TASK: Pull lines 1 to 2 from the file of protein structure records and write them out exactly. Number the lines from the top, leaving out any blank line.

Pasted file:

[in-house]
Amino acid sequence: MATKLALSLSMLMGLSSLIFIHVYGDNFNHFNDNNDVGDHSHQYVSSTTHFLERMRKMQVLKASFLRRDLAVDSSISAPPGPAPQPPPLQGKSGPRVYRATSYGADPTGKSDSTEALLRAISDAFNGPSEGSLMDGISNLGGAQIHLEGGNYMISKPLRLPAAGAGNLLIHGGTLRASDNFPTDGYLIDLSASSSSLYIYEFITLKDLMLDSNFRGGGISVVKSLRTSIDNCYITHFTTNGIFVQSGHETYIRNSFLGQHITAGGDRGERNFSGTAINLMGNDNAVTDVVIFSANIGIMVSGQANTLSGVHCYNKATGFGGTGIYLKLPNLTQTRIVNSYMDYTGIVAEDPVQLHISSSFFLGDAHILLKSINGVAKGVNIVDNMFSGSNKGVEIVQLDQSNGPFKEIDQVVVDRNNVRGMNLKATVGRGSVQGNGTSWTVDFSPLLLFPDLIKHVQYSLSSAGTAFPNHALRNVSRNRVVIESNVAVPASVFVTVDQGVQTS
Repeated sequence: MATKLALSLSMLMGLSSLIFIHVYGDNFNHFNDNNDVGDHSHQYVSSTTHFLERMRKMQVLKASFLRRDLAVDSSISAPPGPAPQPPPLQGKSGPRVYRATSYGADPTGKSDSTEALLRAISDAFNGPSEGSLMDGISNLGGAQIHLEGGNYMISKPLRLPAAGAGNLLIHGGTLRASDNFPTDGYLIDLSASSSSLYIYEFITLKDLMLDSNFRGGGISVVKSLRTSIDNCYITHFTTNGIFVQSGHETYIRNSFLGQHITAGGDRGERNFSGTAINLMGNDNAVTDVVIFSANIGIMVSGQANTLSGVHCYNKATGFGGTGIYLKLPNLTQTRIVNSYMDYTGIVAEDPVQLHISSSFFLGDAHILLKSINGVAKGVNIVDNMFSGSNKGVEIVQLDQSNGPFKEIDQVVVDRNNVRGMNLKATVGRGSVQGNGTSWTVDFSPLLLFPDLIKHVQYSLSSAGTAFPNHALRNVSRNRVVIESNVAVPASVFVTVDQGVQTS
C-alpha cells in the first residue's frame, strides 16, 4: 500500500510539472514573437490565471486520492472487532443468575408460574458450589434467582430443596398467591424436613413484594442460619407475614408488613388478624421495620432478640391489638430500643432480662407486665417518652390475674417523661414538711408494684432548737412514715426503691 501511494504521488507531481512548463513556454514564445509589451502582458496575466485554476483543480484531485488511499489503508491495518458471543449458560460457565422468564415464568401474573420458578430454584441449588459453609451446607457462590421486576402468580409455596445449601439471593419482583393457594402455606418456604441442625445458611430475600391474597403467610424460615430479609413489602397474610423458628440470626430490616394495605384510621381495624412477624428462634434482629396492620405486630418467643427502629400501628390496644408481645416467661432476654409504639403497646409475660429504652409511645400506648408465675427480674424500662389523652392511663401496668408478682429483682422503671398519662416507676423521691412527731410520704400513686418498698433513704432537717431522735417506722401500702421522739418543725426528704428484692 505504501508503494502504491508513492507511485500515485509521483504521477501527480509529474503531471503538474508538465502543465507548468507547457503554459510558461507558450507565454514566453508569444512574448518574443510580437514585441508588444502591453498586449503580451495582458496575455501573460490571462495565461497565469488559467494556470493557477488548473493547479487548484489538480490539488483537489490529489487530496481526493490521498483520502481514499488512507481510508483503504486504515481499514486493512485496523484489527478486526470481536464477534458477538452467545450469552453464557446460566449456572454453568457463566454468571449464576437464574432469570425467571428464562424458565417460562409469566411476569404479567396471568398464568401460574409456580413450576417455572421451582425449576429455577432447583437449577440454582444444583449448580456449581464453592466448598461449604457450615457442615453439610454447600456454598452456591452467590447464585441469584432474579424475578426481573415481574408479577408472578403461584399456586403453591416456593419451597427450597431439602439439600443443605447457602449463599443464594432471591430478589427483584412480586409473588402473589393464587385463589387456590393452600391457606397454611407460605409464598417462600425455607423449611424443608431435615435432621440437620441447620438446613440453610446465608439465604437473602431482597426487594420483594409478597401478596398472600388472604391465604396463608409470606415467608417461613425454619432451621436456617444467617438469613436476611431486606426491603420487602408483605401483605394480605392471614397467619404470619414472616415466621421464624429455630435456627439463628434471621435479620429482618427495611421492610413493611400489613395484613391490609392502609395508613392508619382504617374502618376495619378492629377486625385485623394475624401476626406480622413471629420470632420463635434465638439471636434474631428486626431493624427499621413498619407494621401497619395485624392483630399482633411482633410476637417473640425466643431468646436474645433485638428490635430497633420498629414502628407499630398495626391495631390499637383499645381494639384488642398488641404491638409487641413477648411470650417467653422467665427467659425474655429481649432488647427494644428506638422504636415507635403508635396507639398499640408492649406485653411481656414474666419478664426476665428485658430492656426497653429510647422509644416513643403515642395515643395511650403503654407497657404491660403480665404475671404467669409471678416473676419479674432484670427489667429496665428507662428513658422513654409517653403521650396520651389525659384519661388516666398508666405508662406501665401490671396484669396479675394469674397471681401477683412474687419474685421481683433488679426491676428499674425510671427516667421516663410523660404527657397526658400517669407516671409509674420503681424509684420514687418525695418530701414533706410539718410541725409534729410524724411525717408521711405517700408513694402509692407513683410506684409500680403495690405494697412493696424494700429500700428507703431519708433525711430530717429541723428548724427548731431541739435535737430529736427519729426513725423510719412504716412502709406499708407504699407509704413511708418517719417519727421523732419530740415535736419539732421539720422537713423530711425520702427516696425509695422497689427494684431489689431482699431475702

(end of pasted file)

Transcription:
[in-house]
Amino acid sequence: MATKLALSLSMLMGLSSLIFIHVYGDNFNHFNDNNDVGDHSHQYVSSTTHFLERMRKMQVLKASFLRRDLAVDSSISAPPGPAPQPPPLQGKSGPRVYRATSYGADPTGKSDSTEALLRAISDAFNGPSEGSLMDGISNLGGAQIHLEGGNYMISKPLRLPAAGAGNLLIHGGTLRASDNFPTDGYLIDLSASSSSLYIYEFITLKDLMLDSNFRGGGISVVKSLRTSIDNCYITHFTTNGIFVQSGHETYIRNSFLGQHITAGGDRGERNFSGTAINLMGNDNAVTDVVIFSANIGIMVSGQANTLSGVHCYNKATGFGGTGIYLKLPNLTQTRIVNSYMDYTGIVAEDPVQLHISSSFFLGDAHILLKSINGVAKGVNIVDNMFSGSNKGVEIVQLDQSNGPFKEIDQVVVDRNNVRGMNLKATVGRGSVQGNGTSWTVDFSPLLLFPDLIKHVQYSLSSAGTAFPNHALRNVSRNRVVIESNVAVPASVFVTVDQGVQTS